SoftBank Sells Chunk of its Compass Stock

by NEW YORK DIGITAL NEWS


SoftBank, Compass’ largest investor, sold $42.3 million worth of the residential real estate brokerage’s stock Thursday.

The sale accounts for nearly 13 percent of the Compass shares held by SoftBank, which invested over $1 billion in the startup before the brokerage’s IPO in 2021.

Major share dumps generally drive down a company’s stock. Compass stock fell 7.7 percent over Thursday and Friday, but the company positioned SoftBank’s move as a plus.

“This is a positive for Compass as it allows an early investor to get liquidity and new investors to begin buying for the long-term future,” said Rory Golod, president of growth and communications at Compass.

SoftBank owned 24 percent of Compass before Thursday and remains its largest investor. But more sales could be on the way, according to Jason Helfstein, managing director and head of internet research at Oppenheimer. Thursday’s sale lowers the Japanese holding company’s stake in Compass to 21.2 percent of outstanding shares, according to Yahoo! Finance and SoftBank’s SEC filing.

The value of SoftBank’s investment has declined steadily as the price of Compass stock has fallen 84 percent since its IPO price of $18 per share in April 2021, reducing the brokerage’s market capitalization from $7 billion to just under $1.4 billion.

The Japanese investment giant’s Vision Fund disclosed in August 2022 that the $1.08 billion it pumped into Compass over three funding rounds was worth just $453 million. As of late September, the value had fallen to $336 million, according to Yahoo! Finance.

SoftBank’s move wasn’t unexpected, though nobody knew when a sale would occur. As an investment fund, its strategy is to invest in companies and then sell at some point after the IPO.

“It seems over the next six months SoftBank may be on track to be a 10 to 15 percent shareholder,” said Helfstein. “That would be good for the perception of the stock.”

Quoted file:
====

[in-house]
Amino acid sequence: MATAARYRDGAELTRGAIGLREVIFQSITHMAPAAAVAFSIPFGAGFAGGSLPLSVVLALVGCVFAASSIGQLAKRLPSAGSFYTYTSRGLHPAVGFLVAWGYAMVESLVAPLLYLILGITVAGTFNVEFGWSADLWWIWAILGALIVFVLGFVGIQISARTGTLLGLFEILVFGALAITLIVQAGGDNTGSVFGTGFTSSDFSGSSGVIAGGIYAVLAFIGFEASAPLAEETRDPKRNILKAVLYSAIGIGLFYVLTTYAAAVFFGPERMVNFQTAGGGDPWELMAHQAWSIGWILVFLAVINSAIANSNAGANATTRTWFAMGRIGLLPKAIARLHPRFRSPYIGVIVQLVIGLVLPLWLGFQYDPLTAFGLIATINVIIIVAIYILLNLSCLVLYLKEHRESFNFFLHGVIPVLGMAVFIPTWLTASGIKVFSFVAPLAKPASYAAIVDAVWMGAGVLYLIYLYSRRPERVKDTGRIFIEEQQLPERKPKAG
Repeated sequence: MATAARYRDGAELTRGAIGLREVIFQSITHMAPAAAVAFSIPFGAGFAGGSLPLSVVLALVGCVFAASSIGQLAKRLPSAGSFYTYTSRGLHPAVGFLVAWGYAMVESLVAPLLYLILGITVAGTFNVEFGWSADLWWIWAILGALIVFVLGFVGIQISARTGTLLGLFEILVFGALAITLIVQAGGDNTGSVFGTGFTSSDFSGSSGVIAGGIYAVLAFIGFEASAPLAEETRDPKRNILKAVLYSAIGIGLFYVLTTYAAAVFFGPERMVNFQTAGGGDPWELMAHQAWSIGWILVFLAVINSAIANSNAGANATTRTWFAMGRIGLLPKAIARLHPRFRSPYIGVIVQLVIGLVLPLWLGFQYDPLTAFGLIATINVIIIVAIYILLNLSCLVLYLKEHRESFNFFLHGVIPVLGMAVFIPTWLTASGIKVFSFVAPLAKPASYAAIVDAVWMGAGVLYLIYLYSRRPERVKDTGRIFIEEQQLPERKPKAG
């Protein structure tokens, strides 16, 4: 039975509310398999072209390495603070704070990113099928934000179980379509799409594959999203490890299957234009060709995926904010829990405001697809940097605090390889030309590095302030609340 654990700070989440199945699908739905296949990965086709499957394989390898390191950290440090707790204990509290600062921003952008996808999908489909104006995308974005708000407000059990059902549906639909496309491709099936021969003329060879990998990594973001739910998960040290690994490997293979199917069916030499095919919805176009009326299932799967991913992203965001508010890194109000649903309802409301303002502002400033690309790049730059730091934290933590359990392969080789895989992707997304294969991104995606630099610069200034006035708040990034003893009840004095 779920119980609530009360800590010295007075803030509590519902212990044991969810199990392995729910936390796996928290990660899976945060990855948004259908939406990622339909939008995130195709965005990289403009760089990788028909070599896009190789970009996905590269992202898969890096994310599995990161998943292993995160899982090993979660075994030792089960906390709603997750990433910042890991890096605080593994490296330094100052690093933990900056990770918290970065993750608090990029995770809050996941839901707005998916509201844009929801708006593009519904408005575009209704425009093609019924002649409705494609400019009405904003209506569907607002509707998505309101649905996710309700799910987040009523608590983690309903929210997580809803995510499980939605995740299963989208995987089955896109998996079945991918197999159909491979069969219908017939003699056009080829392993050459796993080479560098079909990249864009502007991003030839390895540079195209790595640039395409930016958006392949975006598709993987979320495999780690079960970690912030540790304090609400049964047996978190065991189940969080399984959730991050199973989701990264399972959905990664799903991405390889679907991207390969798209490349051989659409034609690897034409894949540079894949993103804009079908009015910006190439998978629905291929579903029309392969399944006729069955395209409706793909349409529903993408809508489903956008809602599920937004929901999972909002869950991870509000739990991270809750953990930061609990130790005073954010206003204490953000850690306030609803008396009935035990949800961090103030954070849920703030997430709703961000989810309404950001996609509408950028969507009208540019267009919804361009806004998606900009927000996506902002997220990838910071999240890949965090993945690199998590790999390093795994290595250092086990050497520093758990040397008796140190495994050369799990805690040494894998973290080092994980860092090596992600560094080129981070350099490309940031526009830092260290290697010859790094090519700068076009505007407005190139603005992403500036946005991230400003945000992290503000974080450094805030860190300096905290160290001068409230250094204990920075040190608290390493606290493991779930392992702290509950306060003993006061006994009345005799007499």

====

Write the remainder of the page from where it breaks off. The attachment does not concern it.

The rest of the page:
When a single outside investor owns a significant amount of a company’s stock, like SoftBank does with Compass, it can make other investors nervous about buying, because the value of the stock will fall whenever that big investor decides to sell.

The more shares a firm has actively trading, the more investors can increase their position in a short period of time without pushing the price up on themselves.

“Typically, when there’s one large shareholder, investors might look at that as an overhang and not want to even research the company,” said Helfstein.

SoftBank Vision Fund CFO Navneet Govil said during a third-quarter earnings call that the firm is focusing its activities on AI, according to a transcript of the call.

Institutional investors have been divesting from Compass over the past year, helping to push the share price to $2.88 at Friday’s close. Robert Citrone’s Discovery Capital Management and Montreal-based Wishbone Management sold large amounts of Compass stock in the fourth quarter of last year, liquidating 25 and 30 percent of their holdings, respectively.

Institutional Venture Partners, a longstanding Silicon Valley private equity investor that led Compass’ $50 million funding round in 2015, sold nearly 13 percent of its Compass holdings at the end of last year, according to data analytics firm Simply Wall St.



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